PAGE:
- If someone has body art featuring nature or animals, they likely love being outside and enjoy being near nature.
- If someone has a tattoo of their favorite book or movie character, then it’s likely they enjoy reading books/watching movies and having interests in those specific entertainment genres.
- If someone has tattoos that have meaning behind them, then it’s likely that person holds those values close to the heart (or at least cares enough about them to put ink on their skin).
Older women embrace body art to express themselves, even after others
consider them too old for tattoos.
“Women over 60 have been around long enough not to worry about what other people think about them, and now we have the freedom to express our creativity and passions in life more fully.”
Mature women often use body art to show their history or way of life, what they stand for, and who they are.
A recent Pew Study confirms that roughly 15% of Baby Boomers (born between 1946 and 1964) have body art.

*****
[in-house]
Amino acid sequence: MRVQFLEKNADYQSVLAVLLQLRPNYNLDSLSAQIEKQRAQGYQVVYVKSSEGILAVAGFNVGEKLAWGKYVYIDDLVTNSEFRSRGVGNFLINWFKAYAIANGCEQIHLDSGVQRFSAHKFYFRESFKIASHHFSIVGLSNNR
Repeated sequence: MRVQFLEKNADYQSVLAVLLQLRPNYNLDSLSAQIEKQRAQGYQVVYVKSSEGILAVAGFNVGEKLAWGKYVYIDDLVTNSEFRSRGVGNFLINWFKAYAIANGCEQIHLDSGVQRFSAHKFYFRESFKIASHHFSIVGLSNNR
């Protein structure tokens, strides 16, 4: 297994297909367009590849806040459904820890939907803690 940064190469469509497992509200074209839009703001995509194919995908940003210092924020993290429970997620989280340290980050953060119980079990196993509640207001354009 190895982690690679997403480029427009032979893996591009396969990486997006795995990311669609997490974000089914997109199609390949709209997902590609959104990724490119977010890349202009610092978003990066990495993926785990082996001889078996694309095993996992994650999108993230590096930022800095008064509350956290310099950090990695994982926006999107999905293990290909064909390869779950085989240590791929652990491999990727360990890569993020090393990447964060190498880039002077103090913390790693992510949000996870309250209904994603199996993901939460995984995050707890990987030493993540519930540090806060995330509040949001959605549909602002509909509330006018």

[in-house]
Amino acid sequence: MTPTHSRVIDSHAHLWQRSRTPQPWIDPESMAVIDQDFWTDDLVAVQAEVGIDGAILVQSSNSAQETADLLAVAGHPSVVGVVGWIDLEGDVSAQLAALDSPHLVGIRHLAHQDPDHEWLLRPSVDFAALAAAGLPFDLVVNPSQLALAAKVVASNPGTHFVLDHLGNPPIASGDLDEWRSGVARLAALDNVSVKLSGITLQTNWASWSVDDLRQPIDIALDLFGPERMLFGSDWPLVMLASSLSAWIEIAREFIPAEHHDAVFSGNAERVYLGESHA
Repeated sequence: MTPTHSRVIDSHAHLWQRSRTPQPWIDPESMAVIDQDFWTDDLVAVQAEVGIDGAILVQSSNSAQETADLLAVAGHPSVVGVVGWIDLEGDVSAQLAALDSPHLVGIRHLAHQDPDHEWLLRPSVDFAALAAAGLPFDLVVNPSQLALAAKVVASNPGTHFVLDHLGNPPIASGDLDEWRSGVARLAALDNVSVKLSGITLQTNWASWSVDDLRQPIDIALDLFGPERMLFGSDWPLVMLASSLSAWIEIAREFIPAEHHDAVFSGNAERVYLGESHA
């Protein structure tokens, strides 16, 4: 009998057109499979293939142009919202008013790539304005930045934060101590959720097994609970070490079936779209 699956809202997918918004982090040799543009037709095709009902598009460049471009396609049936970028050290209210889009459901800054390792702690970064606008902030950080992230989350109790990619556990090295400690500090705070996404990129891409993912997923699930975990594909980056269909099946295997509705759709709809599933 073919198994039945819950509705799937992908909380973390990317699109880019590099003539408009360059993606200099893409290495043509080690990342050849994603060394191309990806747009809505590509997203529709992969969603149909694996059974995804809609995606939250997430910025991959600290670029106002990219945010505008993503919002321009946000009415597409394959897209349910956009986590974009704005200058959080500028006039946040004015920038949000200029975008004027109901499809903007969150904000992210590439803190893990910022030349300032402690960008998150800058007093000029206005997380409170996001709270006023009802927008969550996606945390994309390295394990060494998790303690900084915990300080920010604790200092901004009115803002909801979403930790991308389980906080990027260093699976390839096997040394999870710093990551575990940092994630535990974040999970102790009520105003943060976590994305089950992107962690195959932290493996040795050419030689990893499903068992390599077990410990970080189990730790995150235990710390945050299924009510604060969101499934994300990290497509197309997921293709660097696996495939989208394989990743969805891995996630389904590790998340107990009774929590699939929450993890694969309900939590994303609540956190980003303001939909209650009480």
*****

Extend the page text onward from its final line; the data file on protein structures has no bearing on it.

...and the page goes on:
Older women often have body art that reflects their histories.
For instance, a senior woman will get a tattoo to remember someone or a symbol of something that happened in their life.
A tattoo can be a reminder of something they want never to forget.
And body art can be a symbol of your heritage.
Older Women Often Get Body Art on More Than One Spot
When a mature woman considers getting body art, she often finds where would be some very feminine spots on her body.
The decision to get body art in the first place is an enormous one.
You must be sure where on the body you choose to place the creation.
Here is a partial list of feminine spots for body art:
- The foot/toe
- The inner wrist
- Down the side of the ribcage
- The shoulder
- The back/the back of the neck
- The hand
- Behind the ear
- The ankle
- The breast
Body art is also easy to hide.
- Easy to hide with clothing.
- Easy to hide with makeup.
- Easy to hide with hairstyles.
- Easy to hide with jewelry.
Is Body Art Permanent?
Tattoos last forever.
By Rachel Feltman:
“The tattoo needles, which have ink stuck between them, puncture my skin about 50 to 3,000 times a minute. They’re going through the epidermis and into the dermis. And when making holes there, capillary action draws ink into the dermis.
“The tattoo becomes permanent when my immune system tries to save me from all these wounds I suffer. Every time the tattoo needle makes a hole, macrophage cells will start to go toward the wound to close it up.